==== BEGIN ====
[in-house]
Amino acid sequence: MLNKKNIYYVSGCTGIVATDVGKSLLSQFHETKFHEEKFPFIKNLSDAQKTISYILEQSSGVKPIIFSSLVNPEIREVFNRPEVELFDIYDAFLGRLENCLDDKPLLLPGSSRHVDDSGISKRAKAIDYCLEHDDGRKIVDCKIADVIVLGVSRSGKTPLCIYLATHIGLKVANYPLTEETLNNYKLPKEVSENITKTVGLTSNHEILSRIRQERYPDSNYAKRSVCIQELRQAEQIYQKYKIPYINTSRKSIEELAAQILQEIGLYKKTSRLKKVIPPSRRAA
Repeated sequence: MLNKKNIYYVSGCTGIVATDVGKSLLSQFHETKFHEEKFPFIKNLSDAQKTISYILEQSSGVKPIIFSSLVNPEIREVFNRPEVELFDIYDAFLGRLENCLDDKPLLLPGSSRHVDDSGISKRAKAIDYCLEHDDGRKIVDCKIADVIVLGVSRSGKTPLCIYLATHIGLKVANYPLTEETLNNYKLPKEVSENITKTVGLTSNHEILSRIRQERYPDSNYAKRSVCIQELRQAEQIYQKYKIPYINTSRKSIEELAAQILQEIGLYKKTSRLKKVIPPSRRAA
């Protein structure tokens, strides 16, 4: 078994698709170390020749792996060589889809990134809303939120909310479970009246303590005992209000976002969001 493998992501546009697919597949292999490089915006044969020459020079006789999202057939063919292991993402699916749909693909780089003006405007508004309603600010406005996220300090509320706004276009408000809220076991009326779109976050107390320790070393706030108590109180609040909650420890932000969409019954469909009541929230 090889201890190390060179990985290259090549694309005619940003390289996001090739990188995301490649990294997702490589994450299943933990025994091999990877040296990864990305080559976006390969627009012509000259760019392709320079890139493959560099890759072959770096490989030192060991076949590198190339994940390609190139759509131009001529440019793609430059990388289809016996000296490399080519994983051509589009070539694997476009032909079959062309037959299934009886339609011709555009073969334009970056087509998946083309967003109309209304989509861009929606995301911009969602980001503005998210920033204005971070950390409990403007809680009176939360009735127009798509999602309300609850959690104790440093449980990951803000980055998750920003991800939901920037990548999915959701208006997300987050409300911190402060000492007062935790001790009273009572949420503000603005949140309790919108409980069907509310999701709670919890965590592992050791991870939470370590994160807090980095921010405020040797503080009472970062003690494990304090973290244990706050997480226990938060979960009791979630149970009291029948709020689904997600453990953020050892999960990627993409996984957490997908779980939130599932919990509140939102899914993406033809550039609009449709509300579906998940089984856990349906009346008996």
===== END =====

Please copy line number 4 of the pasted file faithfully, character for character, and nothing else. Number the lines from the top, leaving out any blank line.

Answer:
């Protein structure tokens, strides 16, 4: 078994698709170390020749792996060589889809990134809303939120909310479970009246303590005992209000976002969001 493998992501546009697919597949292999490089915006044969020459020079006789999202057939063919292991993402699916749909693909780089003006405007508004309603600010406005996220300090509320706004276009408000809220076991009326779109976050107390320790070393706030108590109180609040909650420890932000969409019954469909009541929230 090889201890190390060179990985290259090549694309005619940003390289996001090739990188995301490649990294997702490589994450299943933990025994091999990877040296990864990305080559976006390969627009012509000259760019392709320079890139493959560099890759072959770096490989030192060991076949590198190339994940390609190139759509131009001529440019793609430059990388289809016996000296490399080519994983051509589009070539694997476009032909079959062309037959299934009886339609011709555009073969334009970056087509998946083309967003109309209304989509861009929606995301911009969602980001503005998210920033204005971070950390409990403007809680009176939360009735127009798509999602309300609850959690104790440093449980990951803000980055998750920003991800939901920037990548999915959701208006997300987050409300911190402060000492007062935790001790009273009572949420503000603005949140309790919108409980069907509310999701709670919890965590592992050791991870939470370590994160807090980095921010405020040797503080009472970062003690494990304090973290244990706050997480226990938060979960009791979630149970009291029948709020689904997600453990953020050892999960990627993409996984957490997908779980939130599932919990509140939102899914993406033809550039609009449709509300579906998940089984856990349906009346008996």